Brussels sprouts, like other vegetables in the Brassica family, contain sulforaphane. Sulforaphane is an antioxidant which is believed to reduce the risk of developing cancer and stunt tumour growth. It is this sulforaphane which produces the sulphur smell if Brussels sprouts are overcooked. Brussels sprouts are also a good source of folate, vitamin K and vitamin C.

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Chinese cabbage

Chinese cabbage is actually a abundant way to obtain vitamin D, that allows for the assimilation of calcium as well as phosphorus, and therefore guarantees healthy teeth and bones.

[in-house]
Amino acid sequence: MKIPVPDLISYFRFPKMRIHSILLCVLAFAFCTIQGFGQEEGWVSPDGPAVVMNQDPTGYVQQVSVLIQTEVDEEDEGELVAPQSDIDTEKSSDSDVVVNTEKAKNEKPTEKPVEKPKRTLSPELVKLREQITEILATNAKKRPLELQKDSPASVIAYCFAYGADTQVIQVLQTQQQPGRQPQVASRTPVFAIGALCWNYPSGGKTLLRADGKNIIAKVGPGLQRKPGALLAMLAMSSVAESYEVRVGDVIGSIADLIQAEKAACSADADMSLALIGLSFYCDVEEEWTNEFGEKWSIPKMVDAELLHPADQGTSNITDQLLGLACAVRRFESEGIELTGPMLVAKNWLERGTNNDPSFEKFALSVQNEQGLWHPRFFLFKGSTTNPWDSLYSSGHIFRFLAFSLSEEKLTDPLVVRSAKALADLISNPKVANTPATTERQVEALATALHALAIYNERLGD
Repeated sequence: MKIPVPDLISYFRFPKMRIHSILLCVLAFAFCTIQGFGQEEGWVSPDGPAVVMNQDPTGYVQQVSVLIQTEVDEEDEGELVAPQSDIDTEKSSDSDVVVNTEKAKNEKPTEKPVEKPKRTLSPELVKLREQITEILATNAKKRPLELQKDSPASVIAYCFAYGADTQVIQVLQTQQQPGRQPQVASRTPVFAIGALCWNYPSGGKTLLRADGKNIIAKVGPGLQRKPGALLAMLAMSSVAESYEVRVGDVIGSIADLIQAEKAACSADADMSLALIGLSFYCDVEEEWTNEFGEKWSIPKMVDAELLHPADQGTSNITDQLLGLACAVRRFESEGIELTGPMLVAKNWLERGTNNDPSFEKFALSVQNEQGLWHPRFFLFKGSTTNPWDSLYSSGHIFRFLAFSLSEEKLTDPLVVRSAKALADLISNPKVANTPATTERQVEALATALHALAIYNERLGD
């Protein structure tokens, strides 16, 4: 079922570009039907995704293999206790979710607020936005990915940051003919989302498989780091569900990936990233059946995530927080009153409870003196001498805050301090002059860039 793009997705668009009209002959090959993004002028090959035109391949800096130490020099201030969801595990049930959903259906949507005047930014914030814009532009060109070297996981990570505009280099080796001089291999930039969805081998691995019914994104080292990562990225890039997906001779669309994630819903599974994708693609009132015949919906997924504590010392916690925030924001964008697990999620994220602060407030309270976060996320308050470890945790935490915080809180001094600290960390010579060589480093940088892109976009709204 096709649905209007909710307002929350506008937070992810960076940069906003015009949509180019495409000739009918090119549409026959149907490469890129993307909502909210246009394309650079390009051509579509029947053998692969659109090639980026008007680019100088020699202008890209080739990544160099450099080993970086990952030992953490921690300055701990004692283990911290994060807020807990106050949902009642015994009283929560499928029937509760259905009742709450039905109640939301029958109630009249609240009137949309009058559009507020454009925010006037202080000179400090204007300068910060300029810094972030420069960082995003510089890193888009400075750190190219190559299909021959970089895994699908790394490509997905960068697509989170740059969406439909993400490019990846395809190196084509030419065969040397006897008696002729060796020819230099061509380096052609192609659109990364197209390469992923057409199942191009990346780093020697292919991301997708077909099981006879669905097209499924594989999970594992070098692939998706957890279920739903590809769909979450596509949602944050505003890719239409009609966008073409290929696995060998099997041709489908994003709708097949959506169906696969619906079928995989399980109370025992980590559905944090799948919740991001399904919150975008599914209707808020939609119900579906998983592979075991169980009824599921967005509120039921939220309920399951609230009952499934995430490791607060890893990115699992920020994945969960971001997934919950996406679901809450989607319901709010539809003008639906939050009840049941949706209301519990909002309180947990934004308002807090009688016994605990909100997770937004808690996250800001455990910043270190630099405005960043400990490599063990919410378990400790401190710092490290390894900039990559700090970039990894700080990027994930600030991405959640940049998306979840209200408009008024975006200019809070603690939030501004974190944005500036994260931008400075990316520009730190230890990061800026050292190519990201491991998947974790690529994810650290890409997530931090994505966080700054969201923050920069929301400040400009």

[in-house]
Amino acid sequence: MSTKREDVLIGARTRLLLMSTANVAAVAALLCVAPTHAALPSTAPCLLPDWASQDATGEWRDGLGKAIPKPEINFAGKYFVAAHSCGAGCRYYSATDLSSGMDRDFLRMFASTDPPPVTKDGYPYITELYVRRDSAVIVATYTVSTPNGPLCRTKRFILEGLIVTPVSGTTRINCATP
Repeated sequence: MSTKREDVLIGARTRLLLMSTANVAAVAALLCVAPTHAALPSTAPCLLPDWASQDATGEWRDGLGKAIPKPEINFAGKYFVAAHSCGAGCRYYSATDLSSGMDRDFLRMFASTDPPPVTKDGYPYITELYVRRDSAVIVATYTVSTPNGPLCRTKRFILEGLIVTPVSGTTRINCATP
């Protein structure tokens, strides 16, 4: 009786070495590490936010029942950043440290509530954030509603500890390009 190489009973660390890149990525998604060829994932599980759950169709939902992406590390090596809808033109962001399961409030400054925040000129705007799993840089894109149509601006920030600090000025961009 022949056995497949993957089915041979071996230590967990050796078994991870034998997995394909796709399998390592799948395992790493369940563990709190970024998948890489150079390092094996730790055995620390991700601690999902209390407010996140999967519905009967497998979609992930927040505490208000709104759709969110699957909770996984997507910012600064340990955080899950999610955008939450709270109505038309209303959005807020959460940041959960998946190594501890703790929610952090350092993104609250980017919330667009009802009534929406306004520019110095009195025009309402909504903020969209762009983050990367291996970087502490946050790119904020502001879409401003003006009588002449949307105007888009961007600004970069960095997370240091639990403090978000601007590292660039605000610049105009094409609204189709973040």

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Collard greens

This dark leafy green, a staple in the south, is delicious and packed with vitamins and minerals. Collards contain vitamin C, E, K, beta-carotene and omega-3 fatty acids. Collards also contain phytonutrients called glucosinolates, which help detox the body and lower oxidative stress, decreasing the risk of cells becoming cancerous.

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Kale

Kale is a dark leafy green, a great source of Vitamins A, C, and K, plus it contains calcium and potassium. Additionally, kale contains carotenoids – specifically, lutein and zeaxathin. Consuming both may help prevent Age Related Macular Degeneration (AMD).

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Watercress (Nasturtium officinale)